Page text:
Nature and Nurture both is required to become a laparoscopic surgeon
True, training and repetition are crucial to mastering any skill, but surely, even with time of intense practice, many people cannot develop their minimal access surgical skill and some have an element of innate ability fueling their success as an excellent minimal access surgeon. Otherwise, with some labor and perseverance, any person may potentially become a specialist laparoscopic surgeon, and it is very clear this is not the case. So, truly the amount of a laparoscopic surgeon skill is intrinsic and how much could be developed through hard work?
Few surgeons have a genetic makeup given by NATURE that makes them expert laparoscopic surgeon plus some surgeon has NATURE to operate so difficult they do intense practice to become a laparoscopic surgeon. So Nature and Nurture both is required to become a laparoscopic surgeon. Some laparoscopic surgeons simply have a present skill, while some, no matter how much training they endure, won't ever measure up. The NATURE and NATURE is needed to be a laparoscopic surgeon the extent that our genes or environment influence behavior has been debated for many years.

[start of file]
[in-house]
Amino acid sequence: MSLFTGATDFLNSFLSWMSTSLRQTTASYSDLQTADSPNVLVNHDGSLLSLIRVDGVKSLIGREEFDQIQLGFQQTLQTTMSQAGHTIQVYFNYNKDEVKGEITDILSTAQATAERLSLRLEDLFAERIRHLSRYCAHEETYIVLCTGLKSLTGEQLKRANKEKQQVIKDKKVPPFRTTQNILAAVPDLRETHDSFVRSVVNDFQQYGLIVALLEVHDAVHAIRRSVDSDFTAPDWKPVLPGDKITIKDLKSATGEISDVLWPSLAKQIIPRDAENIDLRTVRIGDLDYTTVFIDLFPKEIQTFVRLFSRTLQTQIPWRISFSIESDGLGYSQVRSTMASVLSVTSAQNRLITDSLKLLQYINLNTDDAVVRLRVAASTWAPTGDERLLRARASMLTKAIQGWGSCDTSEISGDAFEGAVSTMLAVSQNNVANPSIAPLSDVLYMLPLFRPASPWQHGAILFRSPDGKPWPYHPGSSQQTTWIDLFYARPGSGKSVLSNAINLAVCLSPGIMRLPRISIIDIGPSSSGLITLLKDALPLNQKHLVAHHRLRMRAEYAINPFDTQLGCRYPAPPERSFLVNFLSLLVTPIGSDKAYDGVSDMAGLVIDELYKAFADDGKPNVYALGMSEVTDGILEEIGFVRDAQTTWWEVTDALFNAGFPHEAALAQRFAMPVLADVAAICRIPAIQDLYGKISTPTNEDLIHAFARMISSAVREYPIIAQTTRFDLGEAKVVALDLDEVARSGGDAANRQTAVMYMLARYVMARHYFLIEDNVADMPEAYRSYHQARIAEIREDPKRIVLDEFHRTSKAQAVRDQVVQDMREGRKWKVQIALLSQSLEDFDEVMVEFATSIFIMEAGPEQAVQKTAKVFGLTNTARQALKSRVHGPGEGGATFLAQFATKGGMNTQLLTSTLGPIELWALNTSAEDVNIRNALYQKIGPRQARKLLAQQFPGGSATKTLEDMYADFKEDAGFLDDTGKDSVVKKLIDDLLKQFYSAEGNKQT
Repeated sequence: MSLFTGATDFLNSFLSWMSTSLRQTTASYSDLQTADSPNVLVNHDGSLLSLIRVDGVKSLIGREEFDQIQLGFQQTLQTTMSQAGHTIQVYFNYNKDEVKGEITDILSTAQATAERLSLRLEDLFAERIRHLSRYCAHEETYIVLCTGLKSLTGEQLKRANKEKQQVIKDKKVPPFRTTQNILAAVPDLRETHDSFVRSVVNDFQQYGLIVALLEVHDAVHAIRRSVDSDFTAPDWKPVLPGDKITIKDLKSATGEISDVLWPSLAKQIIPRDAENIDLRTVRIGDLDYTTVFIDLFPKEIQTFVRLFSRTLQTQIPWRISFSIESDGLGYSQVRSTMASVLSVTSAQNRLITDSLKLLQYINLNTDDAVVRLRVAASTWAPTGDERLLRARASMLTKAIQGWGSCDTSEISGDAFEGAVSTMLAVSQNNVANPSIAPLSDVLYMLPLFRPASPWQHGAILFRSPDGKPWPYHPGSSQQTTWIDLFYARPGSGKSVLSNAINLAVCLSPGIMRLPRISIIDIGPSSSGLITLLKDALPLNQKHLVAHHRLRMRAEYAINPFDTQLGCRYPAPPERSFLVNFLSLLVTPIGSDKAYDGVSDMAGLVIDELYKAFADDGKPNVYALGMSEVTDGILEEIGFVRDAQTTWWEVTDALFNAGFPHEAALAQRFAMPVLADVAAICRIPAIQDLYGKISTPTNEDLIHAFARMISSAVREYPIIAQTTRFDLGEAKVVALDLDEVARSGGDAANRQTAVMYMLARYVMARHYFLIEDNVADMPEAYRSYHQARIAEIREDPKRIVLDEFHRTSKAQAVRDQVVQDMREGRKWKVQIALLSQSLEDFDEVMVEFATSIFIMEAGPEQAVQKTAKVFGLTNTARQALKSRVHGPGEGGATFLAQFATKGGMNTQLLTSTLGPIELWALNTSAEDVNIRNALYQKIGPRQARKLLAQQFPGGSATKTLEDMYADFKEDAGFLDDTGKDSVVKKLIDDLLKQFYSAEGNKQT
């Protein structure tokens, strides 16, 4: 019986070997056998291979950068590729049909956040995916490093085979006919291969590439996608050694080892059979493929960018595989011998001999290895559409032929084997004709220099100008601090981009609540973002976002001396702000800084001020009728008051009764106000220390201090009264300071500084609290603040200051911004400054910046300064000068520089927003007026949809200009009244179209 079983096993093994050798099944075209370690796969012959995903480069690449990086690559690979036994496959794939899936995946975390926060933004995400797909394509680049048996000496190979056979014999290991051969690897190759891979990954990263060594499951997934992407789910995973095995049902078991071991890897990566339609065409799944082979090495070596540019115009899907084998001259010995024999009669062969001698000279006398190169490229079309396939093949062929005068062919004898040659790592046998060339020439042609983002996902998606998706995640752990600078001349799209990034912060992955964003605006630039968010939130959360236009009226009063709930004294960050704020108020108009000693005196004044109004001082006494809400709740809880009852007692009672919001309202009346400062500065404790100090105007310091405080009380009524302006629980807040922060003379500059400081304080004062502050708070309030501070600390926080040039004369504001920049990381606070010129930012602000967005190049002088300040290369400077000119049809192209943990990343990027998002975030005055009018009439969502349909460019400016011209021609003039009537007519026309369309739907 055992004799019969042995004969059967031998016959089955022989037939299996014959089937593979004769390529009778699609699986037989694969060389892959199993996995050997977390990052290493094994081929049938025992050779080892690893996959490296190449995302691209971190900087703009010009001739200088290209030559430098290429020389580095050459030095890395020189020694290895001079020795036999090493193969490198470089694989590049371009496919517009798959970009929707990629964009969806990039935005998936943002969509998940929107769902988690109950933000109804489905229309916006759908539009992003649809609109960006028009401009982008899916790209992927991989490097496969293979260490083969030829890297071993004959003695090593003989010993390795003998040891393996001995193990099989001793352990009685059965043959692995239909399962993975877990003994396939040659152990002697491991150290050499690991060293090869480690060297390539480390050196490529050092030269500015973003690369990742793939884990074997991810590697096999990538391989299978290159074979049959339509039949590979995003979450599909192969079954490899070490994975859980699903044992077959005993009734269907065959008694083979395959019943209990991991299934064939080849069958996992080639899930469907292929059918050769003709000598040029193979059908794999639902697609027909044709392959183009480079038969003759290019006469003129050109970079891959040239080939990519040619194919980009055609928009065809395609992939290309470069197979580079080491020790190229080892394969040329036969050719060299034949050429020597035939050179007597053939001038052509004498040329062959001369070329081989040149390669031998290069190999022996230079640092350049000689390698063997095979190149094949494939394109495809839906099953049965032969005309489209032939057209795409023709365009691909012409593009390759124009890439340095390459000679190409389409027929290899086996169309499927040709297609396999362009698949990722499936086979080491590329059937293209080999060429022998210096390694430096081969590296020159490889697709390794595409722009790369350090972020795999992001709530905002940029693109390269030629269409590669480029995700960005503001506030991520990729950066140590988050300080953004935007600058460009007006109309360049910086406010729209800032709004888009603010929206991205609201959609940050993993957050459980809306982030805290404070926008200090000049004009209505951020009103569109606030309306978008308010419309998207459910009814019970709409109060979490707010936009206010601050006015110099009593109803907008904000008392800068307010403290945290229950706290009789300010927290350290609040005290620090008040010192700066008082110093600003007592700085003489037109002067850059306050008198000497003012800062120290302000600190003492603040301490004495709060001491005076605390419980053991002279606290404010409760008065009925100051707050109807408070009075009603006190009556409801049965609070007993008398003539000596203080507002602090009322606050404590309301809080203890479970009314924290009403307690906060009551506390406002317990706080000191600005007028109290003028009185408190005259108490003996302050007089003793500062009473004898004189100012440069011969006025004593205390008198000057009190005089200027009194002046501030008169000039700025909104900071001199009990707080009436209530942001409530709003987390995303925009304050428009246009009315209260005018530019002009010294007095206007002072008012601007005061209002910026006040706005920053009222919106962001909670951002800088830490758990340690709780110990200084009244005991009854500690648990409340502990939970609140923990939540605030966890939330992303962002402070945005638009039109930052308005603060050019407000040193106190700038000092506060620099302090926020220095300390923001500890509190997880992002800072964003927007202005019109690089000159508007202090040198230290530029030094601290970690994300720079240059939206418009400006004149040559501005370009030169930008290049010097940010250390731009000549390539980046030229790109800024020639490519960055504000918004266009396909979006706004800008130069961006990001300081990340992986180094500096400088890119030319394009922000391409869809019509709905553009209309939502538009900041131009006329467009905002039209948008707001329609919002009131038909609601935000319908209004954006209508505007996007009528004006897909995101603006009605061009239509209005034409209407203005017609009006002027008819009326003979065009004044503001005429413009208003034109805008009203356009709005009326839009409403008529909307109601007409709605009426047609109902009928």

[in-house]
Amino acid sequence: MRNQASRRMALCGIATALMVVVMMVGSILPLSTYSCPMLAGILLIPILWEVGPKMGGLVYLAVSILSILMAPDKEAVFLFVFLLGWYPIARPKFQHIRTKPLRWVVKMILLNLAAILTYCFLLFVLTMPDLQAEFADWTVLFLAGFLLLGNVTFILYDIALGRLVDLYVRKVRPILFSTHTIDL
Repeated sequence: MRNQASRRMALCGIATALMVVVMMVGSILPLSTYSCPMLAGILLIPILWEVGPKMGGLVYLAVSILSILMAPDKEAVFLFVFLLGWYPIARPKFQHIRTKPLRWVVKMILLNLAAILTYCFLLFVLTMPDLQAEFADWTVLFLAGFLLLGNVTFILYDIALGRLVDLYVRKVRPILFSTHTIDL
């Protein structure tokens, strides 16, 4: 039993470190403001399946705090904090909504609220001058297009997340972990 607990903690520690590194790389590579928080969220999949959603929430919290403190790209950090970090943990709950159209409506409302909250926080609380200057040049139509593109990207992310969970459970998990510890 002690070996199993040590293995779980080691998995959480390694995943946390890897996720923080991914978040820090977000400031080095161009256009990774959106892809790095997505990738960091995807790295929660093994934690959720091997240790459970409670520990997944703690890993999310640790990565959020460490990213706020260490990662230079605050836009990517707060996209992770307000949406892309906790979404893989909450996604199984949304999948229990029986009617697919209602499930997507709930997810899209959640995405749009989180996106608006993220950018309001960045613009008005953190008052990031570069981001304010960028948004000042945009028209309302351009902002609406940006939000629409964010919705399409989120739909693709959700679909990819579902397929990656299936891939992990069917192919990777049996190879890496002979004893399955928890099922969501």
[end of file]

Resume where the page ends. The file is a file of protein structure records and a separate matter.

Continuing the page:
Certain people possess a genes given by NATURE that makes them more susceptible to environmental influences and others more resilient and through their NATURE of hard work they achieve success. Recently, scientists have been seeking to epigenetics to answers how our genes and environment interact to describe behavior or determine, for instance, whether we'll create a disease. Epigenetics is really a hugely complex field, however the crux is the fact that small molecules bind to, or unbind from, our DNA, prompting certain genes to turn off or on. However, teasing out what causes certain genes to be expressed or not remains problematic.
It is mystry that how much can are your diet, exercise routines, levels of stress, friends really impact us on the level of our genes? We do not yet have answers. Keeping this in mind, the question of whether laparoscopic surgeons are born or made gets to be more convoluted. On one level, perhaps some minimal access surgeons possess the right mix of natural ability and dedication to achieve the degree of mastery, and perhaps others won't ever reach that level regardless of how enough time they spend in Hands On training.
But it is interesting to think about how epigenetics may element in too. As recent work suggests, there may be more subtle influences that play right into a person’s success. For instance, whether watching our parents practice their professions obsessively can influence the amount to which we're motivated to rehearse. In other words, may be the tendency to rehearse something more genetic, epigenetic or trained? Or, perhaps these influences are too subtle to make a difference in NATURE. Minimal Access surgeons still debate the amount and excellence of resident laparoscopic Hands On training and also the disparities in patient outcomes after surgery, I wonder whether it's easy to garner greater insight into the way the best of the best train, live, think and exercise by their NATURE will let us understand how all surgeons can strengthen their surgical skills.
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